We crossed a horrific milestone this weekend: at least 200,000 Americans are now dead due to COVID-19, the disease caused by the SARS-CoV-2 virus. We crossed the 100,000 mark around May 27, approximately 4-5 months after the virus first landed on U.S. soil.  Now, 4 months after that grim milestone, we have doubled it. Well, we’ve more doubled it; in reality, excess deaths this year far exceed 200,000, which implies that the number dead due to COVID-19 is only bounded from below by the number 200,000.
That’s our national milestone. How are things looking where I live, in North Texas? It’s complicated.
In Collin County, where I live, the dashboard reporting public health data on COVID-19 has, since about August 20, expressed no confidence in the data being provided by the State. The State took over case reporting months ago in a badly managed transition that left our county in the dark for day on end just at the pandemic was getting rapidly worse in Texas. Things stabilized … until August 20, when the county felt compelled to write, in a big red box with white lettering, that they had no confidence in the data provided by the state.
Things were looking good until August 20, which happened around day 170, when reported tests were collapsing after a steady rise and when, as a consequence, reported new cases collapsed as well. Throughout this period, the ratio of positive tests to total tests has remained somewhere between 5-10%. It’s definitely appearing to improve over time … if the state’s numbers are to be believed in the first place.
Collin County is about the same size, urban content, and demographics as our neighboring county, Denton County. What’s been going on there, where they never expressed the kind of doubt in state data reported by Collin? According to reporting by the Dallas Morning News , Denton has leveled off at about 70 new cases per day, while Collin has leveled at 100 new cases per day. We’ve danced around each other, but basically both counties have seen the same general trends around the same time. Frustratingly, both had been seeing some level of decline until around the time public and private K-12 schools went back into session. As more schools have returned to in-person instruction over time, the cases have been creeping.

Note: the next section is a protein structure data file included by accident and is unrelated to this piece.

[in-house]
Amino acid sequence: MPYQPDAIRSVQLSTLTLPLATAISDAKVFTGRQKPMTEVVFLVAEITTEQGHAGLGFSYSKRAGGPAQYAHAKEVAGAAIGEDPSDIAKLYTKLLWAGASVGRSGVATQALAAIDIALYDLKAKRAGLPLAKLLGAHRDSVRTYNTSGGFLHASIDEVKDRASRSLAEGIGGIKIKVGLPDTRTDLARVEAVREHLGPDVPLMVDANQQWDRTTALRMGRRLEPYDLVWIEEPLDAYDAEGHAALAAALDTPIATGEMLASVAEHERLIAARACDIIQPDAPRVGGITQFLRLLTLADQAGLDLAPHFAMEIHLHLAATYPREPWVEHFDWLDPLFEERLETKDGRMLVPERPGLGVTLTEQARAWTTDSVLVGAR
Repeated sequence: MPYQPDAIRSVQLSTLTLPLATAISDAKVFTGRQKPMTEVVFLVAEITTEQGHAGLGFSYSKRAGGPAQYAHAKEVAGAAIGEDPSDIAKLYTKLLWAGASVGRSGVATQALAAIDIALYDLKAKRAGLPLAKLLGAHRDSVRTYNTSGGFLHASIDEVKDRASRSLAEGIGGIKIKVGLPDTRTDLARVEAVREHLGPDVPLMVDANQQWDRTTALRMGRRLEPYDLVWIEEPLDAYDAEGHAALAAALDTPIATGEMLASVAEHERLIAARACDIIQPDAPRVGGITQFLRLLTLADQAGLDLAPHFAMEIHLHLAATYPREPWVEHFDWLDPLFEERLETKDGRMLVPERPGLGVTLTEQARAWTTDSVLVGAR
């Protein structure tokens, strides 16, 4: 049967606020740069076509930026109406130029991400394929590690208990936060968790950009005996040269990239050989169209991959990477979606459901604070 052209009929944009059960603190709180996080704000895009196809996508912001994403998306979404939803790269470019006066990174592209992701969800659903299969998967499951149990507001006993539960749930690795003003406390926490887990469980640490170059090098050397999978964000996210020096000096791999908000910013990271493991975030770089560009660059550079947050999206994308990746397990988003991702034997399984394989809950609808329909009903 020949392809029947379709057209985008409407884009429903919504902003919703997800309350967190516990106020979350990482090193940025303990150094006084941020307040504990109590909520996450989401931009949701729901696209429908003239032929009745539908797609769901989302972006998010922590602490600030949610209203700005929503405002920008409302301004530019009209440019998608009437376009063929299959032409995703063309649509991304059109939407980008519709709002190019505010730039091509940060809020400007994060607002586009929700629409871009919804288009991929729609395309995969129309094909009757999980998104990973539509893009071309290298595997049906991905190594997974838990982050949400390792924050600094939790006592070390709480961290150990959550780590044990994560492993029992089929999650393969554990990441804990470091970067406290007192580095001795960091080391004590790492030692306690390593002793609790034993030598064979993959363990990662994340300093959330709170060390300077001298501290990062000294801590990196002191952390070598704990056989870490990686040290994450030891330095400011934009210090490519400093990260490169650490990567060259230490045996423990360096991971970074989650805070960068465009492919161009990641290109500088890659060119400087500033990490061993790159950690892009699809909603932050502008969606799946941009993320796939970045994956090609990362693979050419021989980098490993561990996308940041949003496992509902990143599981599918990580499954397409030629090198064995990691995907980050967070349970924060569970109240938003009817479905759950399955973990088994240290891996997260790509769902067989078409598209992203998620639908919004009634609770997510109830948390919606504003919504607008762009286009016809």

Dallas County, the most populous in the region, has similarly seen a climb, as has Tarrant County (home to Fort Worth). In general, the trends in North Texas are up in cases.
In Collin County, the two-week-shifted ratio of deaths (now) to cases (2 weeks ago) is 1.1%. That’s heartening overall, but one has to remember that the seasonal flu has a death rate about 5 times smaller than that – COVID-19 is still 5 times more deadly than your typical influenza, so this is nothing to write off.
200,000 dead tells the rest of the story, of course. The worst influenza in the most recent decade only killed 61,000 Americans in a 1 year period. We’re not 1 year into COVID-19, and 200,000 are dead already.
What about SMU, where I work? Things didn’t look great there for a time. After students arrived on August 17 and after classes began a week later, we saw a rapid influx of cases in students living both on- and off-campus. By early September, the doubling rate was barely a week, and it seemed like we were lurching toward a serious problem. In the last week, after leveling off for two weeks at about 25 new cases reported per day, we’ve begun to see a decline in reported new cases. Whether this is due to measures and practices, or students increasingly seeking tests off-campus to avoid triggering on-campus tracing and isolation, is unclear to me. Mercifully, only a small fraction of employees have become ill.
That said, I would estimate that something like 10% of undergraduates who returned to SMU this fall (living either on- or off-campus) have tested positive for COVID-19. That’s an imperfect estimate, since SMU doesn’t publish data about how many undergraduates are on- or off-campus in housing, but is certainly far from 1%, still climbing (if more slowly), and is extremely far from what would be needed to trigger local herd immunity in the undergraduate population.
And so, here we are. Some good news. More troubling news. 200,000 Americans dead … at the very least.
I am crushed.